Packard had a presence in Chicago by the early part of the century. While there were numerous independent Packard dealers, Packard Motor Car Company owned and operated four branches in Chicago. The main showroom was on Michigan Avenue, with associated branches in Evanston, Hubbard Woods and the south side. Of these four locations the Hubbard Woods and South Shore buildings remain. The list below is from the 1941 Packard Factory Dealer and Distributor Directory. Not all dealers that fell in the Chicago Zone are listed, only dealers that are considered in the Chicago "area." As we gather pictures and more information, we'll try to present an informative and interesting historical sketch of Chicago's Packard Dealers. If anyone outside of Chicago owns a Packard sold here, please write to us.  We'd be curious as to where the cares ended up and perhaps we can offer some information as to the dealership it was sold at.


The Packard Motor Car Company

by Gene Maslana

There once was a time when Packard's famous "tombstone" grill symbolized unparalleled leadership in American automobile luxury, style and engineering. Yet while to own a Packard signified membership in the social aristocracy, Packards were more than icons of the wealthy for the company was one of the cornerstones of the auto industry. Packard made great contributions to automotive, aviation, and marine engineering as well as to our defense efforts during both World Wars.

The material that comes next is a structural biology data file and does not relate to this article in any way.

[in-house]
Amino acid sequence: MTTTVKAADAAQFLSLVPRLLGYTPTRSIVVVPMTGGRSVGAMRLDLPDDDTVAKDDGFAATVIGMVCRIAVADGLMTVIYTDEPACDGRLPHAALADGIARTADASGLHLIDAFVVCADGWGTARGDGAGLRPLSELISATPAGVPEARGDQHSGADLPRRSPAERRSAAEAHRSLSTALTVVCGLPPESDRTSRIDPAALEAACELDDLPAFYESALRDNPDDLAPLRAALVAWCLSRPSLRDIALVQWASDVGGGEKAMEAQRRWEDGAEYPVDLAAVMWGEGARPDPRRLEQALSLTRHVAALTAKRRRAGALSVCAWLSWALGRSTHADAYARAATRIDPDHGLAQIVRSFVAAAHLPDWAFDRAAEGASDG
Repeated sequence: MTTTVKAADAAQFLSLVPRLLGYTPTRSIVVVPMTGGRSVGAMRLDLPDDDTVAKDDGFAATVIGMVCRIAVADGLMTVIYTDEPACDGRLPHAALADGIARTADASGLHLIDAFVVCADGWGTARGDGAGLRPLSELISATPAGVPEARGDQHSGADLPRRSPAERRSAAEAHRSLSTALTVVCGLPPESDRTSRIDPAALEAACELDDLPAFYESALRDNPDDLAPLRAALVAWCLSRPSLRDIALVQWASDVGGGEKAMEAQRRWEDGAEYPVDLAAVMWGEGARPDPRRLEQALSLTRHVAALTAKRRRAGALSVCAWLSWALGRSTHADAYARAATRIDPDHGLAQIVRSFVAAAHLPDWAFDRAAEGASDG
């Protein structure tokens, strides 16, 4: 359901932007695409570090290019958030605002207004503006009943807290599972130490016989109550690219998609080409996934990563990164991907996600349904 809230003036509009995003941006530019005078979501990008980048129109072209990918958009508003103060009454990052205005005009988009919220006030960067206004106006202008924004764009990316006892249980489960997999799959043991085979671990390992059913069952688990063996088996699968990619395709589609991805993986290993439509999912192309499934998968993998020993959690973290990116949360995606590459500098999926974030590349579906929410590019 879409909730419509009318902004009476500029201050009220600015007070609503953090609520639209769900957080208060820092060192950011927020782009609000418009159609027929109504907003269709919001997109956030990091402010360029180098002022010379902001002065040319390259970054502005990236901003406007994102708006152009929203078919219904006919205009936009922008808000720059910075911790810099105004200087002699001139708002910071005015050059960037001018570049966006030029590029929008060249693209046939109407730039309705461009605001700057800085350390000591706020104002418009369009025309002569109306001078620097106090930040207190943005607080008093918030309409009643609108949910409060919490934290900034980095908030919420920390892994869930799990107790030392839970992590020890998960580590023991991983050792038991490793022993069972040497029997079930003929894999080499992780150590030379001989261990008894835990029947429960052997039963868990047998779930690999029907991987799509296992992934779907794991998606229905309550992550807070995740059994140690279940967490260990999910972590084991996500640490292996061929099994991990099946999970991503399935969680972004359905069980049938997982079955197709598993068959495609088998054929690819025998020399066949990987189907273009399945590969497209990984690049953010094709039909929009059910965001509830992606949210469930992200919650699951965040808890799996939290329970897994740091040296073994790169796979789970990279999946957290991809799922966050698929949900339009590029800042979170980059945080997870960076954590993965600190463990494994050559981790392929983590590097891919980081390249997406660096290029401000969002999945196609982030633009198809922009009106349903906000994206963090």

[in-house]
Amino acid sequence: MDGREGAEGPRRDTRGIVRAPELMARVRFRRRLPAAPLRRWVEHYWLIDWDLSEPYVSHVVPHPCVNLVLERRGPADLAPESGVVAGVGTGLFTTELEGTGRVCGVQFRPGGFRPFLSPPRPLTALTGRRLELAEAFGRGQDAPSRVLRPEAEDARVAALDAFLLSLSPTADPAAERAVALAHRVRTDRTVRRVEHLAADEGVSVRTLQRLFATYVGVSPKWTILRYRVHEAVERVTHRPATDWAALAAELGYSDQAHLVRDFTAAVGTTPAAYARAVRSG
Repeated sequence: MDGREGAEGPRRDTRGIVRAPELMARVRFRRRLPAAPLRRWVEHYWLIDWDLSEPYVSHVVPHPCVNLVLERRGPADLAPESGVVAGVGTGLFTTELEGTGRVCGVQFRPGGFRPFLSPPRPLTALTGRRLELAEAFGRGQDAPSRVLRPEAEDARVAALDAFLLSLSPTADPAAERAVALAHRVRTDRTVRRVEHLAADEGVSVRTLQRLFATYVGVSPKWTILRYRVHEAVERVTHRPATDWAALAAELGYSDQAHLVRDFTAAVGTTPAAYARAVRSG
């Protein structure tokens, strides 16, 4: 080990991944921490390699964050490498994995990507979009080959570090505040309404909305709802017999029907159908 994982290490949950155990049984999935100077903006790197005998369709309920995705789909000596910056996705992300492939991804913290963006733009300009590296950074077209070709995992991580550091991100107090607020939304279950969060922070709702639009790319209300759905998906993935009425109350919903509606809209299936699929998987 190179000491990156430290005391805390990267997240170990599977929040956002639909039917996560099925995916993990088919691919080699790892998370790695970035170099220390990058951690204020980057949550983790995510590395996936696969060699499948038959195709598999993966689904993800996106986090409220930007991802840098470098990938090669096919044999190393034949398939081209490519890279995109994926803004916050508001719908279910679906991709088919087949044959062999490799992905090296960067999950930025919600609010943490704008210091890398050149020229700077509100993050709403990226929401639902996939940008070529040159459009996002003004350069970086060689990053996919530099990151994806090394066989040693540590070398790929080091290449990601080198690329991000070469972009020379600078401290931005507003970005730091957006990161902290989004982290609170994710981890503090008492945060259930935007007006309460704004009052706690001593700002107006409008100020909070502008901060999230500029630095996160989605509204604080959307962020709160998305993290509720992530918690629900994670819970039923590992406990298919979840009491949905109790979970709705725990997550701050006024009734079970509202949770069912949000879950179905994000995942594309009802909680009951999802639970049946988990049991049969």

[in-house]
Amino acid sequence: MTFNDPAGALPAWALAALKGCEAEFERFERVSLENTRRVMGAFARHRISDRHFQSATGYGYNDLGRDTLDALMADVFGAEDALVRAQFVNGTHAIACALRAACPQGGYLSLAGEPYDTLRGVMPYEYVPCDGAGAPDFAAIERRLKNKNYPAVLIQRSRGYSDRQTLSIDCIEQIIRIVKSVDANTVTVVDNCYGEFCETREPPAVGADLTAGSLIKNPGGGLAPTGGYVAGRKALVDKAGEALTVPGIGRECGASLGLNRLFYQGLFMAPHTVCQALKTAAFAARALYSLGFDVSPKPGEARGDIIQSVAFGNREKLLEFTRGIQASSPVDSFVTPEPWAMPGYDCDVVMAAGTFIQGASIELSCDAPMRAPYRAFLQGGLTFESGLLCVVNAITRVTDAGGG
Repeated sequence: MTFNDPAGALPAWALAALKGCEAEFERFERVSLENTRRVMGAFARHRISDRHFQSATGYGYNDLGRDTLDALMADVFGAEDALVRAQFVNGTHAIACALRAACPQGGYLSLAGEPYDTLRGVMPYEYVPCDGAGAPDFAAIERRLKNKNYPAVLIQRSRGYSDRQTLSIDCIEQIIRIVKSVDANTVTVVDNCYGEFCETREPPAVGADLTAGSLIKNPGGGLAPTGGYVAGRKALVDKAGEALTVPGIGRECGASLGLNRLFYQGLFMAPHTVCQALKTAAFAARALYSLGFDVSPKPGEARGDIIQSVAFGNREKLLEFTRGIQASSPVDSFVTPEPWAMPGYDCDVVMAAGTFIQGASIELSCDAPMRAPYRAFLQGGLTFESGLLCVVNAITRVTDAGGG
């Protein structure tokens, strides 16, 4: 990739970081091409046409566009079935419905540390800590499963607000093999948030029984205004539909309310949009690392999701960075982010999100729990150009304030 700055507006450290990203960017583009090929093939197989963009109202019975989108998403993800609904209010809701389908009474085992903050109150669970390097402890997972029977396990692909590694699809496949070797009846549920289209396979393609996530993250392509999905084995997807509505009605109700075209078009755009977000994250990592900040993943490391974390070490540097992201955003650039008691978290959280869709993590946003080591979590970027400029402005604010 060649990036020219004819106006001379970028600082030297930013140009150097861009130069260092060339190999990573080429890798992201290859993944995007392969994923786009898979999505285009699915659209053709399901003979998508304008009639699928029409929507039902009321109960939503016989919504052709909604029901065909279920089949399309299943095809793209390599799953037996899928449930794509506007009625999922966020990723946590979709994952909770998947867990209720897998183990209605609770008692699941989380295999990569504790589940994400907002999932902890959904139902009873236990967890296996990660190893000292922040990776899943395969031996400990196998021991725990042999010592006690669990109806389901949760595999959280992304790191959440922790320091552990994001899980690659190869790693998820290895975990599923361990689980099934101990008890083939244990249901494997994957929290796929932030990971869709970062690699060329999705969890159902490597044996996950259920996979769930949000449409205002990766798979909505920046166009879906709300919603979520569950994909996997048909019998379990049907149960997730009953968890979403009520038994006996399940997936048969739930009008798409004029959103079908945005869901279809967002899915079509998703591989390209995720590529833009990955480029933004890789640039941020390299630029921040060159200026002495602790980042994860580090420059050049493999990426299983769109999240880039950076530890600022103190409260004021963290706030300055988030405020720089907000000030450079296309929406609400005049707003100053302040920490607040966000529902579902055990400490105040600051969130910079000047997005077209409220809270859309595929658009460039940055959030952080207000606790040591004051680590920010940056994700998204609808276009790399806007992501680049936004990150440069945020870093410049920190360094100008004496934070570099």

Packard was founded in 1899 by two brothers, James Ward and William Doud Packard of Warren, Ohio.  They ran the Packard Electric Company, makers of wire and electrical equipment. Legend has it that James  was so dissatisfied with a Winton auto he bought and so complained to Alexander Winton who responded, "If you're so smart build a better machine yourself."  Soon a one-cylinder Packard was chugging around Warren.  The car's reliabiity so impressed the public orders rolled in and the brothers found themselves in the auto business. They stressed superior engineering and craftsmanship in their cars, qualities that would remain hallmarks of the company for nearly 60 years.